Business Email Compromise

Written by: Institute of Certified Bookkeepers

What is Business Email Compromise?

Business email compromise is when criminals use email to abuse trust in business processes to scam organisations out of money or goods. Criminals can impersonate business representatives using similar names, domains and/or fraudulent logos as a legitimate organisation or by using compromised email accounts and pretending to be a trusted employee.

Common scams associated with business email compromise include:

  • Invoice fraud: Criminals compromise a vendor’s email account and through it have access to legitimate invoices. The criminals then edit contact and bank details on those invoices and send them to customers with the compromised email account. The customer pays the invoice, thinking they are paying the vendor, but instead send that money to criminals’ bank accounts.
  • Employee impersonation: Criminals compromise a work email account and impersonate a co-worker via email. Criminals can use this identity to commit fraud in a number of ways. One common method is to impersonate a person in power (such as a Chief Executive Officer or Chief Financial Officer) and have a false invoice raised. Another method is to request a change to a worker’s banking details. The funds from the false invoice or the worker’s salary is then sent to criminals’ bank accounts.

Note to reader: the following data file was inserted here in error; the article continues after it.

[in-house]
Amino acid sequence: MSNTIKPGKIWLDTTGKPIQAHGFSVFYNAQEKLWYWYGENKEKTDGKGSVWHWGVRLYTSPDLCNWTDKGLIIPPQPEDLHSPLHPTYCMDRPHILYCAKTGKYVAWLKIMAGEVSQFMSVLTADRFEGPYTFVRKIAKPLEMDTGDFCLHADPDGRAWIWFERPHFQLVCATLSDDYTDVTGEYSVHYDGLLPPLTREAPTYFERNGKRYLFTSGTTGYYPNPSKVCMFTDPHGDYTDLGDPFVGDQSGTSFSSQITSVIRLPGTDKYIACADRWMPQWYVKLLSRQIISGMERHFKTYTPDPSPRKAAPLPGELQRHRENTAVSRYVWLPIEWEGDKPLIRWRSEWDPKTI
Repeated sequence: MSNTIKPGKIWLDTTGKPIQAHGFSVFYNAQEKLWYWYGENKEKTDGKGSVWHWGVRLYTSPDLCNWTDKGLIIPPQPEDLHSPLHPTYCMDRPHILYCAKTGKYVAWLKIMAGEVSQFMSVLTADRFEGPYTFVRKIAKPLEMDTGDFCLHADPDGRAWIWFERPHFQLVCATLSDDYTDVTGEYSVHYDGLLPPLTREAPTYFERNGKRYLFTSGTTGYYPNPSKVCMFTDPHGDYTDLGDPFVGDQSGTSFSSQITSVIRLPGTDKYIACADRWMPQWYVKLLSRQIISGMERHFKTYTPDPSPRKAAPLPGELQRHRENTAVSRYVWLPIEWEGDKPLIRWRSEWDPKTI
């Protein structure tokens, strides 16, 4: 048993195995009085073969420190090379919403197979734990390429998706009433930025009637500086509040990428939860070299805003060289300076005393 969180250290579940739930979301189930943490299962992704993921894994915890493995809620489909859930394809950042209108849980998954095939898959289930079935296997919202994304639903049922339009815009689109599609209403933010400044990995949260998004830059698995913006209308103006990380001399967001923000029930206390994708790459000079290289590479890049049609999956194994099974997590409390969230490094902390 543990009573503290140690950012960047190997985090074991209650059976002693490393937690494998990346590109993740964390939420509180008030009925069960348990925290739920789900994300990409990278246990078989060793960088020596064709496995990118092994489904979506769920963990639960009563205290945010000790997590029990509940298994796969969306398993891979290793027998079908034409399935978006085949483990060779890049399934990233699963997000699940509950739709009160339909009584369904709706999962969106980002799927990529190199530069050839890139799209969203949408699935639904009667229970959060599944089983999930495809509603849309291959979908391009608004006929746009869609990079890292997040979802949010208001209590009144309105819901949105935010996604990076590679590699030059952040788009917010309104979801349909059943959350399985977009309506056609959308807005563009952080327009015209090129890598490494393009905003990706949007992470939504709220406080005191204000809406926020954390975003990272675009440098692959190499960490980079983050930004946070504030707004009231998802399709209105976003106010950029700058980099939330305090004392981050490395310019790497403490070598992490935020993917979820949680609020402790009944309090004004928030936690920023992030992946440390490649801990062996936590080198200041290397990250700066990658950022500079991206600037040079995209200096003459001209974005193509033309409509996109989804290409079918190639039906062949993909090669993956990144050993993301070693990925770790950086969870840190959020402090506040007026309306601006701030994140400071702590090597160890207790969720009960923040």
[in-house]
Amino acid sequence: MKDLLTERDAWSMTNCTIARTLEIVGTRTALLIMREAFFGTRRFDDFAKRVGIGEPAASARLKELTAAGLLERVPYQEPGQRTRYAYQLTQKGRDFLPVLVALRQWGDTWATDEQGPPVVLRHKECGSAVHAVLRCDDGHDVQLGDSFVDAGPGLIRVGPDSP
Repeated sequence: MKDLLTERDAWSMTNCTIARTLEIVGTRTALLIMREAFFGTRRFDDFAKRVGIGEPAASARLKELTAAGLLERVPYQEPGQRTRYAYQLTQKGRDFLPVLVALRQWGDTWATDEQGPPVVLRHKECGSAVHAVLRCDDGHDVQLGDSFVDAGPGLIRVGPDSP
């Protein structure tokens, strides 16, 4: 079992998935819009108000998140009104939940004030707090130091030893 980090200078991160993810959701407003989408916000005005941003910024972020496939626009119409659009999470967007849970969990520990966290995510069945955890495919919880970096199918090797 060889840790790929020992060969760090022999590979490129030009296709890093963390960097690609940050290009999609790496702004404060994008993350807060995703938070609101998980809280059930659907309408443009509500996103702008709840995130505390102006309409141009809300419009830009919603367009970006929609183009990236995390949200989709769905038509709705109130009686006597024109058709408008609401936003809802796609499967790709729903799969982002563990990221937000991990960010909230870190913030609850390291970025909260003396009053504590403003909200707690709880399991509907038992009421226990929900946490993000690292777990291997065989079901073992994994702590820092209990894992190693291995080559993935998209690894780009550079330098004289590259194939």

• Company impersonation: Criminals register a domain with a name very similar to a large, known and trusted organisation. Criminals then impersonate the organisation in an email to a vendor and request a quote for a quantity of expensive goods, like laptops. Criminals negotiate for the goods to be delivered to them prior to payment. The goods are delivered to a specified location; however, the invoice is sent to the legitimate organisation, who never ordered or received the goods.

If you’ve been targeted:

  1. Report to authorities: Report the incident to the ACSC at ReportCyber: Are you a victim of Cybercrime?
  2. Check account security: Secure any compromised accounts.
  3. Notify contacts and relevant third parties: Alert all employees and clients.
  4. Seek assistance defending your online brand: Domain names are your internet mail address and your online business identity. If your company has been impersonated, reach out on ReportCyber: Are you a victim of Cybercrime?
  5. Contact the email provider: If someone is using an email service to impersonate you (like Gmail or, report this to the provider.

Source: Business email compromise |

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